Daiichi Sankyo enrols first patient in Phase III acute myeloid leukaemia trial

17 October 2016  •  Author: Niamh Louise Marriott, Digital Content Producer

Daiichi Sankyo has enrolled their first patient in the global phase 3 QuANTUM-First study evaluating the oral FLT3-ITD inhibitor quizartinib in patients with newly-diagnosed FLT3-ITD-positive (+) acute myeloid leukaemia (AML).acute-myeloid-leukemia

Primary endpoints

QuANTUM-First is a randomised, double-blind, placebo-controlled study evaluating quizartinib in combination with induction and consolidation chemotherapy and as maintenance monotherapy. The primary endpoint of the study is event-free survival. Secondary endpoints include overall survival, complete remission rate, composite complete remission rate and the percentage of subjects achieving a complete remission with no evidence of minimal residual disease.

FLT3-ITD genetic mutation

Approximately 30% of patients with AML have a genetic mutation called FLT3-ITD, which is associated with more aggressive disease, resulting in increased relapse rate and reduced overall survival compared to those without this mutation.

FLT3-ITD mutations are more common than FLT3-TKD mutations, which occur in approximately 10% of AML patients. There is controversy as to whether FLT3-TKD mutations carry as poor a prognosis as FLT3-ITD mutations.

Currently, there are no approved targeted treatments for FLT3-ITD+ AML, with little change in the treatment of AML for the past 30 years.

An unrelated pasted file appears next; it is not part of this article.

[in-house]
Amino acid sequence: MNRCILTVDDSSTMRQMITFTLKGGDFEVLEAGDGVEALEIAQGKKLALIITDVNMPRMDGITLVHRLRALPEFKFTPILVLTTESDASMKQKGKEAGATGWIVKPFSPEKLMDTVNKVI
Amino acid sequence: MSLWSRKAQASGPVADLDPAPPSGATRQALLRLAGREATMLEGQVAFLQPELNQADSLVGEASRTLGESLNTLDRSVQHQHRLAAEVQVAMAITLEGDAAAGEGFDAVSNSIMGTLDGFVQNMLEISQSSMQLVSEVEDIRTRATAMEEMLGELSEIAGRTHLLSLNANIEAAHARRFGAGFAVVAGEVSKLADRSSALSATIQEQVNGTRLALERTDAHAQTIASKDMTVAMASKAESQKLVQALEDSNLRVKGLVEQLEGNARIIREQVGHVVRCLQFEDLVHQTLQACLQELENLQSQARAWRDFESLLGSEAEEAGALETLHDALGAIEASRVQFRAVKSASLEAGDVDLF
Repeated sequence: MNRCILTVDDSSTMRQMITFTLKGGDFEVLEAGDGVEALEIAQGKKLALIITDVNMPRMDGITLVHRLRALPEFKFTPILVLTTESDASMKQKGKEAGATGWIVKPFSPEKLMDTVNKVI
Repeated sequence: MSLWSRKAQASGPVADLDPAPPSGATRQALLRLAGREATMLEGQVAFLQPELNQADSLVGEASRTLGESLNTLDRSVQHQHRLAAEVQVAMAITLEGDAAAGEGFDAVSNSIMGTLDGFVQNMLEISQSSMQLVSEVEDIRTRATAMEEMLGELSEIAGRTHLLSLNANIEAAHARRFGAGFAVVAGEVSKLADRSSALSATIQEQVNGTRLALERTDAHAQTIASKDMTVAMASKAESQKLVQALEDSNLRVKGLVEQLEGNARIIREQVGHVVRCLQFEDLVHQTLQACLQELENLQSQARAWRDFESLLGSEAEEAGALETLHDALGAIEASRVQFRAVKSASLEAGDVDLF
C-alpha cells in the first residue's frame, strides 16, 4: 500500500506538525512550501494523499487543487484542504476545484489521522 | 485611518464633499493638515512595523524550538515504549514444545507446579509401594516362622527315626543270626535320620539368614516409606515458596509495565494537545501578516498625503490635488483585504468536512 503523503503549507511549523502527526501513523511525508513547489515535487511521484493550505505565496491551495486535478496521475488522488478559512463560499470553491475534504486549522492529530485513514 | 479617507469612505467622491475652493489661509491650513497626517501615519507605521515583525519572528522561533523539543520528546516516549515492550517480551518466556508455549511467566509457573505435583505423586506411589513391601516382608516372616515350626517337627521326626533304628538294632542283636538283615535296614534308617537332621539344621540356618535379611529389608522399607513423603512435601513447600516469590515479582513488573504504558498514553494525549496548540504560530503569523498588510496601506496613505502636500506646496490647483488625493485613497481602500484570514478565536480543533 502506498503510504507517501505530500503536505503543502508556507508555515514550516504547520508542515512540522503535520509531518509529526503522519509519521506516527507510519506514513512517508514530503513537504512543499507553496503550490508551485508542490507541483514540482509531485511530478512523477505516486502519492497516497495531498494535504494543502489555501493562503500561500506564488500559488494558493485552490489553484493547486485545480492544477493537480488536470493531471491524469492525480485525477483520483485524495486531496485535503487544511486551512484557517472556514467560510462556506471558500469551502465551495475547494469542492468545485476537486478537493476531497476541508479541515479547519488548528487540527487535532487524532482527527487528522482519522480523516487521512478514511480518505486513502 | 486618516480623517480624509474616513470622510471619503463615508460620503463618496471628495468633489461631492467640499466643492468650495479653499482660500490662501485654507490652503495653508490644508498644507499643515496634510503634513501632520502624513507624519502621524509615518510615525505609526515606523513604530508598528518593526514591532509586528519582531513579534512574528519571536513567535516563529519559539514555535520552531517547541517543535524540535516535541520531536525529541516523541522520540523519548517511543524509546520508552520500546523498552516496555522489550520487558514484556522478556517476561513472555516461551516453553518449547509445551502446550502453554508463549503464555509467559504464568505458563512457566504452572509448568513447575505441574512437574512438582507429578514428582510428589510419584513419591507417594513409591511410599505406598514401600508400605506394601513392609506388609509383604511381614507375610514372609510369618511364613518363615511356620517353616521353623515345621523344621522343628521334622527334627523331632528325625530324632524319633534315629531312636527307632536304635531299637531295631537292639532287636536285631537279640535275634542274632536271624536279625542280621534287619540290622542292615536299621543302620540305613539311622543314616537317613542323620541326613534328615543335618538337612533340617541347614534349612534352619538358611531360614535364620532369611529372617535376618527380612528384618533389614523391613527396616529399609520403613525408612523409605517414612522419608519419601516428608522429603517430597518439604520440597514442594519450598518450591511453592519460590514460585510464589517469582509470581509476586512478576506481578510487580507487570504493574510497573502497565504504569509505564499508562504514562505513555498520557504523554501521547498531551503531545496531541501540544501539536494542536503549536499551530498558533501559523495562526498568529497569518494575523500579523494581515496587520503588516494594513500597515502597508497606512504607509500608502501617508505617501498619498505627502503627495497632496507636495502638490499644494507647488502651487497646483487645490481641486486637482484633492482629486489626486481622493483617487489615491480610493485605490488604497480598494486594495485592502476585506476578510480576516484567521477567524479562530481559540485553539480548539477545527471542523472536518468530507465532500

“It is well established that patients with mutated AML have an overall worse prognosis compared to those without this specific mutation,” said Harry Erba, MD, PhD, Chair of the QuANTUMFirst Committee and Professor of Medicine and Director of the Haematologic Malignancy Program at the University of Alabama.

“In this study we are evaluating whether adding 2 quizartinib to standard first-line chemotherapy will help delay or prevent relapse, which in turn may impact overall survival in patients with FLT3-ITD+ AML.”

Antoine Yver, MD, MSc, Executive Vice President and Global Head, Oncology Research and Development, Daiichi Sankyo, added, “Additionally, we also are looking to combine quizartinib with other investigational agents in our pipeline such as our MDM2 and BRD4 inhibitors where science suggests combining different mechanisms of action may help improve outcomes.”

QuANTUM-First is expected to enrol more than 500 patients between 18 and 75 years of age in the Americas, Europe and Asia-Pacific.

More information about the study is available at ClinicalTrials.gov or www.QuantumFirstStudy.com.

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